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Should I Consider a Relapse Prevention Group?

group of men and women discussing the question should i consider a relapse prevention group

Rehab is not an easy or quick process or even a process with a linear thread. If addiction were easy to overcome, we wouldn’t need as much support and infrastructure in rehab as we have now. And while some people succeed in overcoming addiction after one treatment, most people require multiple attempts. Considering relapse prevention is a smart, practical approach to maintaining sobriety.

For those who have been through rehab and have relapsed, the idea of going back may be daunting. But, it’s important to remember that relapse is a part of the process for many people. In fact, according to the National Institute on Drug Abuse, 40 to 60 percent of people in treatment for addiction will relapse. Setbacks are not just common. They’re often expected. That’s why there are relapse prevention groups in Colorado specifically for relapse cases.  Continuing care is so vital for the rehabilitation process. It doesn’t end when you walk out of a facility or stop going to intensive treatment.

Staying sober is an activity you have to spend your time and energy on every day, and there will be days, maybe even months or years, when you feel like you have it under control. But then, one day, something might happen. You might have a bad day, or a memory or a person might trigger you, and that’s when it becomes difficult again.

That’s where Mile High Recovery Center and our relapse prevention group come in—call 855.796.2102 today to learn more.

What Is Continuing Care?

At Mile High Recovery, we offer a therapeutic alumni program to assist those who have successfully completed the third phase of their treatment. This group meets for 90 minutes once a week to provide a space for discussions around the long-term recovery process and how individual members are faring in their journey. It’s an excellent way to stay connected to your fellow recovering addicts and help maintain and encourage sobriety in your community.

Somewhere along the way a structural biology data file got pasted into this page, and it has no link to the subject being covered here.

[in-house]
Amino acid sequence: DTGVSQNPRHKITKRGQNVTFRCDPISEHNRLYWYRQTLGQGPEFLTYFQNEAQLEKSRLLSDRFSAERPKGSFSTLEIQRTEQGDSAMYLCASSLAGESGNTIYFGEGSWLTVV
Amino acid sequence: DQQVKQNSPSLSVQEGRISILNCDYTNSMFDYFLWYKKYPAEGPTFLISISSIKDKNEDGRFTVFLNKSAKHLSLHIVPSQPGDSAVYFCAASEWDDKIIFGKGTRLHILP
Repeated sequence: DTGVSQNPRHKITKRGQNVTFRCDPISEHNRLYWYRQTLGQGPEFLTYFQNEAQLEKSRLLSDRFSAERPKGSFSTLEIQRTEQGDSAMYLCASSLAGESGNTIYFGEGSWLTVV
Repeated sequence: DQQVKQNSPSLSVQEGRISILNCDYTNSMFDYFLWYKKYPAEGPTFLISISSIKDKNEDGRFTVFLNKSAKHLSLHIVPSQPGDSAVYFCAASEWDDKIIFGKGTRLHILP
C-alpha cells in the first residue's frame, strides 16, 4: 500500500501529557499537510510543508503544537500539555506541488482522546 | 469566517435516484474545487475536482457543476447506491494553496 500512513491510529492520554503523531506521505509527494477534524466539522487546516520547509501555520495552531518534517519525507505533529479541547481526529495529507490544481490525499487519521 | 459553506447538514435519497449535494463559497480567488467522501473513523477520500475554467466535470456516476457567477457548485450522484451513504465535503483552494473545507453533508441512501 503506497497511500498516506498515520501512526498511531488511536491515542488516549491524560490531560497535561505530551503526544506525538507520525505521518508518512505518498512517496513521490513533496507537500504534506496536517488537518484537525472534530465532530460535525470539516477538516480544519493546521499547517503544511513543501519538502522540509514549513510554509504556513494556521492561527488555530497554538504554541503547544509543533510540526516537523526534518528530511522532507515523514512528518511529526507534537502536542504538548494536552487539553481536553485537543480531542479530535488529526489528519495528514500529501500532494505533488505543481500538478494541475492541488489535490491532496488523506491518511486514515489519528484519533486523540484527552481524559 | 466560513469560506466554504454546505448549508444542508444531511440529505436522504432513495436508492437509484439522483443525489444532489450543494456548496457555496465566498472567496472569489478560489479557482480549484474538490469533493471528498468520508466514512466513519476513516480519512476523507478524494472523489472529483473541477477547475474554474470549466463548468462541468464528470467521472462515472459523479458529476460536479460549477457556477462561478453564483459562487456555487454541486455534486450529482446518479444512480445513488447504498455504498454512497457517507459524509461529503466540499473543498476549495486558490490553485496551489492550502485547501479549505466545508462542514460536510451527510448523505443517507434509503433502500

What Do Relapse Behaviors Look Like?

The most important thing to remember is that no addiction develops in a vacuum. Situations can arise in daily life that are triggers for substance use; a trigger is anything that makes you want to use drugs or alcohol again. Some triggers are external, such as being in the presence of people who use substances, while others are internal, such as feeling anxious or stressed.

Often relapse results from old feelings or habits returning to the surface when you’re thrust back into the environment that brought on addiction in the first place. Relapse starts with your emotions and your mind long before it happens in your actions. That’s important to remember. Emotional relapse can look like depression or anxiety, while mental relapses involve similar thought patterns as you had before. All of this precedes physical relapse, where you actually begin using again.

Triggers for a Relapse Include:

  • Hanging out with old friends who still use
  • Being in places where you used to use
  • Feeling stressed or anxious
  • Being around people who are using
  • Lack of routine
  • Lack of support
  • Missed recovery meetings
  • Toxic family or home environment
  • Exhaustion
  • Guilt

Relapse prevention is just one tool to combat relapse in your life. Ultimately, it will come down to you and your choices. Understand that relapse is not random. Engagement in groups can help you; having a support network is essential, and emotional sobriety is just as important as physical sobriety.

Prevent Relapse with Our Alumni Program for Addiction at Mile High Recovery

Are you ready to get help with your addiction struggles? Get in contact with us today to discuss your treatment options. Don’t wait; the time is now.

We’re your ally and friend in this journey and aim to offer the best possible environment to help you achieve long-lasting sobriety. Call 855.796.2102 or contact us online to get started today.